As a kindergarten teacher on “Abbott Elementary,” she can get an unruly class to sit up and listen. And that’s exactly what Sheryl Lee Ralph did at the Emmys — capturing the attention of a packed theater and a global TV audience with a stirring acceptance speech for the ages.
It was the first Emmy (and nomination) for stage and screen veteran Ralph, at 65, and she made the most of it, delivering the ultimate feel-good moment of the Emmys.
“Abbott Elementary,” from writer, producer and star Quinta Brunson, has been a smash hit for ABC, earning critical acclaim and breaking ratings records. With seven nominations, the series has been a favorite to win in many of the categories. Ralph plays veteran teacher Barbara Howard at the fictional school.
Tearfully accepting the award, Ralph began her speech with a moving rendition of “Endangered Species” by Dianne Reeves that had the entire crowd on its feet. The actress belted out, “I am an endangered species but I sing no victim’s song. I am a woman, I am an artist, and I know where my voice belongs.”
Continued Ralph, “Anyone who has ever, ever had a dream and thought your dream … couldn’t come true. I am here to tell you that this is what believing looks like. This is what striving looks like. And don’t you ever, ever give up on you.” She went on to specifically shout out Brunson, her husband and children in the speech.
The speech immediately got the actress trending on Twitter where viewers called it one of the best Emmys speeches of the night and of all time. One user wrote, “Give Sheryl Lee Ralph a Tony for her Emmy acceptance speech, please and thank you.”
Ralph’s win is also a historic one at the Emmys, as she is only the second Black actress to ever win in the category. Thirty-five years ago, Jackée Harry won for her role of Sandra Clark on “227.” Harry herself celebrated Ralph’s win on Twitter, congratulating the fellow actress on her new trophy, while also disclosing that Ralph was actually supposed to play Sandra all those years ago.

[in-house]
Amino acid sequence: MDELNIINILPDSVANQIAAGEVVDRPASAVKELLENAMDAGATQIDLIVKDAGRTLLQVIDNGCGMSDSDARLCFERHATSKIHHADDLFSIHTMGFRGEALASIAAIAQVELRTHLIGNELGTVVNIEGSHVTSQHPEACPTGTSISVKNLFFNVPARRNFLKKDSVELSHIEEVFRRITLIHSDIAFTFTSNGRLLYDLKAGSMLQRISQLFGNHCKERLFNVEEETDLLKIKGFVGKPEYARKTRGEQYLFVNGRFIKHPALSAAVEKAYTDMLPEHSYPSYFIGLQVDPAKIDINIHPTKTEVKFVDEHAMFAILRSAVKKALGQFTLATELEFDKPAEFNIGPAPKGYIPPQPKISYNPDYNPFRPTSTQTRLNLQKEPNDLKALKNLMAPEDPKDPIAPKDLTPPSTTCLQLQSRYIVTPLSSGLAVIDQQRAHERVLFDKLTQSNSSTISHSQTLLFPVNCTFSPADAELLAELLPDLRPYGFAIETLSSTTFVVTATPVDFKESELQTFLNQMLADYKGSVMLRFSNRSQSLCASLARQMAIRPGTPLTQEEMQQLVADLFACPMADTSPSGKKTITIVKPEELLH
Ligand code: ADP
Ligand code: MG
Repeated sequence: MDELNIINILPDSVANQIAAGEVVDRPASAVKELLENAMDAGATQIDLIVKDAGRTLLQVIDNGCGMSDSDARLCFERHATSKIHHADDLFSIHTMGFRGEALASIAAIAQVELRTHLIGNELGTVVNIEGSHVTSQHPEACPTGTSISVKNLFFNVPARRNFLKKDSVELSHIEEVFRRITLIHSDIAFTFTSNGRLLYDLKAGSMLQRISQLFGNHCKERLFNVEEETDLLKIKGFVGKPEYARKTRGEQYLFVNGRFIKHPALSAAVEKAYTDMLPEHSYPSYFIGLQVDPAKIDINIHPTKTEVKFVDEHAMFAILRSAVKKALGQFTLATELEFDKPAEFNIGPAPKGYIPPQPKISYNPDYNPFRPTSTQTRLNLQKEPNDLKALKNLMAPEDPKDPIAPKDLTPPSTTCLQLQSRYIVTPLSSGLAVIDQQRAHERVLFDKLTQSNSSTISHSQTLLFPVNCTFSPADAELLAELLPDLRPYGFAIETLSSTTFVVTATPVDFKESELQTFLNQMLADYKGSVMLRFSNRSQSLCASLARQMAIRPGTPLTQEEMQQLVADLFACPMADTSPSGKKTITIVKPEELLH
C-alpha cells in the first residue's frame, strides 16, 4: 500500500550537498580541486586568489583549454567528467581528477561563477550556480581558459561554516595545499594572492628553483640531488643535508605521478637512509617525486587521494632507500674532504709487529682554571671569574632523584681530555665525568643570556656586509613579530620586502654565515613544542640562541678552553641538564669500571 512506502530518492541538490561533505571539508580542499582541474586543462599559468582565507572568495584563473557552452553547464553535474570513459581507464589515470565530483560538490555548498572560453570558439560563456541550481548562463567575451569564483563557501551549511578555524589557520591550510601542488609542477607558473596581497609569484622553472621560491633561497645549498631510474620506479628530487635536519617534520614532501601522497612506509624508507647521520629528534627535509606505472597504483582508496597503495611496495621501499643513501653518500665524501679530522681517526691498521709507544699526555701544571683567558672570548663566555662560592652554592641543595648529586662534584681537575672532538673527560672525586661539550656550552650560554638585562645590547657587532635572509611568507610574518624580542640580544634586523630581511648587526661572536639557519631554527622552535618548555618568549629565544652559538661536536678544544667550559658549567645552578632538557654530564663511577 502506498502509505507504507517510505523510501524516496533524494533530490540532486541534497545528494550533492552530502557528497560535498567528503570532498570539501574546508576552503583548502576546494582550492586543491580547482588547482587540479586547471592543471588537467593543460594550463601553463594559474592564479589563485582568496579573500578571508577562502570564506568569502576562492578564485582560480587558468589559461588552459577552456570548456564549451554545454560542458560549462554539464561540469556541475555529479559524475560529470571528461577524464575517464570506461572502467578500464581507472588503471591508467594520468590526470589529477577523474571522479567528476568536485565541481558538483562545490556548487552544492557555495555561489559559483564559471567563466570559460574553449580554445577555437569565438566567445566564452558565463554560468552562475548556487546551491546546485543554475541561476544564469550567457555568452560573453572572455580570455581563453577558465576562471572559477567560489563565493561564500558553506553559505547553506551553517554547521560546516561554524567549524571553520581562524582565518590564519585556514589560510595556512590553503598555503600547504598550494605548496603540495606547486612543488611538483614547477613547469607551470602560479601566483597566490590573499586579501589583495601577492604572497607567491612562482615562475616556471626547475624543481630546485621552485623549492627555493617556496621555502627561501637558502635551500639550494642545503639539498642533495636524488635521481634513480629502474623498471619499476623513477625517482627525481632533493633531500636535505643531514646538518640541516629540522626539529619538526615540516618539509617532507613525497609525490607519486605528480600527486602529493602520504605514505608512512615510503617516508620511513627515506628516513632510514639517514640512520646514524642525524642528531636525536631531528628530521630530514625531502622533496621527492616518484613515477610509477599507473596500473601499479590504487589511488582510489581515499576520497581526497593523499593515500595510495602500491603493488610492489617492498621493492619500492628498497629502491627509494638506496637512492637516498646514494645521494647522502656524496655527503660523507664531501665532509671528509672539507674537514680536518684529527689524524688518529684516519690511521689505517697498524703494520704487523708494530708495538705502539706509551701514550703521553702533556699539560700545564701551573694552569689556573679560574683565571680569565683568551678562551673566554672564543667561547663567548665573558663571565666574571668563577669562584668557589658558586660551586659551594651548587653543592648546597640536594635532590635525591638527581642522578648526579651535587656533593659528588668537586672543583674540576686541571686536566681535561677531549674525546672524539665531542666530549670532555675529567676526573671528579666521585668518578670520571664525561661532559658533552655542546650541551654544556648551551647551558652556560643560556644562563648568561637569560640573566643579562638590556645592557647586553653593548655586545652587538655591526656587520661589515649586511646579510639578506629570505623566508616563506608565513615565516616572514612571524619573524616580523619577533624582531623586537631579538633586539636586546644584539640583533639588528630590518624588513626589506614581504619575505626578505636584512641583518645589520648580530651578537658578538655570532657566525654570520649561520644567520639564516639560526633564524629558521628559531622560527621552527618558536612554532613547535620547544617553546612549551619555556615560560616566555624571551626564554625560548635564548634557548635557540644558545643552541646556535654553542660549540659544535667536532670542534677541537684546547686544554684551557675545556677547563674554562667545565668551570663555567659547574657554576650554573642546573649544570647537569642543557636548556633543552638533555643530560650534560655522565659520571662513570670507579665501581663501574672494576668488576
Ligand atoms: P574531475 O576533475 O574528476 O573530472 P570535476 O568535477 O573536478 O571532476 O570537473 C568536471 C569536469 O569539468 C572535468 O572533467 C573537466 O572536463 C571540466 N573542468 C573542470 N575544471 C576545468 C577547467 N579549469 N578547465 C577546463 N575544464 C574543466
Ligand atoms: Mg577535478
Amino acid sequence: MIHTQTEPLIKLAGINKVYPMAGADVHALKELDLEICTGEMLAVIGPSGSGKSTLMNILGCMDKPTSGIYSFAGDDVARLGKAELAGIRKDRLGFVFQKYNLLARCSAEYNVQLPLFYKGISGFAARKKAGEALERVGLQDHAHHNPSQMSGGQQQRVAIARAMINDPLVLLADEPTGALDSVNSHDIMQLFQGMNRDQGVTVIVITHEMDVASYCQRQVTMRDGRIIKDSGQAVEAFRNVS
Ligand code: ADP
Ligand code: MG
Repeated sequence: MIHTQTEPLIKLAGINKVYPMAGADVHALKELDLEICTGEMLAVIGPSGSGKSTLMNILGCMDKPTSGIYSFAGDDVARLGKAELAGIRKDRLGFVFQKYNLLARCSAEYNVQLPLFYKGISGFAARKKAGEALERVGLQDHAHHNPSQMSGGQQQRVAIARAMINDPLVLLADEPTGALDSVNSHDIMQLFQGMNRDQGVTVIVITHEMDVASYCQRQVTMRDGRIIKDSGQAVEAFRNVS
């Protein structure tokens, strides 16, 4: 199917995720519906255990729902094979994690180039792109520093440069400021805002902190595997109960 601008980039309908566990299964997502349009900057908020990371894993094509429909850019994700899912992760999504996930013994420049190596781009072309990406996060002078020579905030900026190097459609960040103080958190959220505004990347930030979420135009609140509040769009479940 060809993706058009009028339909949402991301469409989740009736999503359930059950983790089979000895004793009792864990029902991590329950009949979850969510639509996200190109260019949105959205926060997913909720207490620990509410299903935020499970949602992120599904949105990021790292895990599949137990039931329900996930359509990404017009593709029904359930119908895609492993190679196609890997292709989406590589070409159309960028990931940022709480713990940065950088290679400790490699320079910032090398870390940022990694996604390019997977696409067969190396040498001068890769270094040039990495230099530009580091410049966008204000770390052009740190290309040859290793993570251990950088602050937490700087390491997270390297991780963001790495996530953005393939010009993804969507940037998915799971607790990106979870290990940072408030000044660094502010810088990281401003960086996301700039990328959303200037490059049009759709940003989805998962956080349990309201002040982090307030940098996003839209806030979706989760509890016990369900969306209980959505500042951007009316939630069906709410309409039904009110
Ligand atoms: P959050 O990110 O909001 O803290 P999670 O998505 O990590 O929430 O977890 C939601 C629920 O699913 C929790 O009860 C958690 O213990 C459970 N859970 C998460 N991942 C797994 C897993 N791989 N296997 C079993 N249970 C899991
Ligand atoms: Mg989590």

Some other notable Emmy moments:
LIZZO’S POIGNANT REMINDER
She was visibly blown away by Ralph’s speech, but soon Lizzo was onstage for her own emotional win for her competition series, “Lizzo’s Watch Out for the Big Grrrls,” in which contestants vie to be her backup dancers, beating out frequent winner “Ru Paul’s Drag Race.” The singer gave a compelling lesson on how crucial representation is in our pop culture. “When I was a little girl, all I wanted to see was me in the media,” she said. “Someone fat like me, Black like me, beautiful like me.” She said she eventually did, but she had to be that person. Lizzo gave a shout-out to her dancers in the balcony. “This is for the big girls!” she said.
When Jerrod Carmichael won best writing for a comedy special with his “Jerrod Carmichael: Rothaniel,” he decided to end the evening then and there on a high note, saying he was going home. “I made something that was of great personal consequence to me and this definitely contributes to the meaning of it,” he said of his very personal special. “I’m not like a sore winner, but I’m gonna go home because I can’t top this right now.”
ABOUT THOSE THANK-YOU CAPTIONS
It seemed like a good idea — leading up to the Emmys, nominees were told to send in written lists of people they’d like to thank, to be used in captioning, so their eventual speeches could be more creative, unencumbered by all those names. In reality, though, only some winners had the captioning, and even those who did proceeded to thank a long list of people anyway, making it all feel rather moot.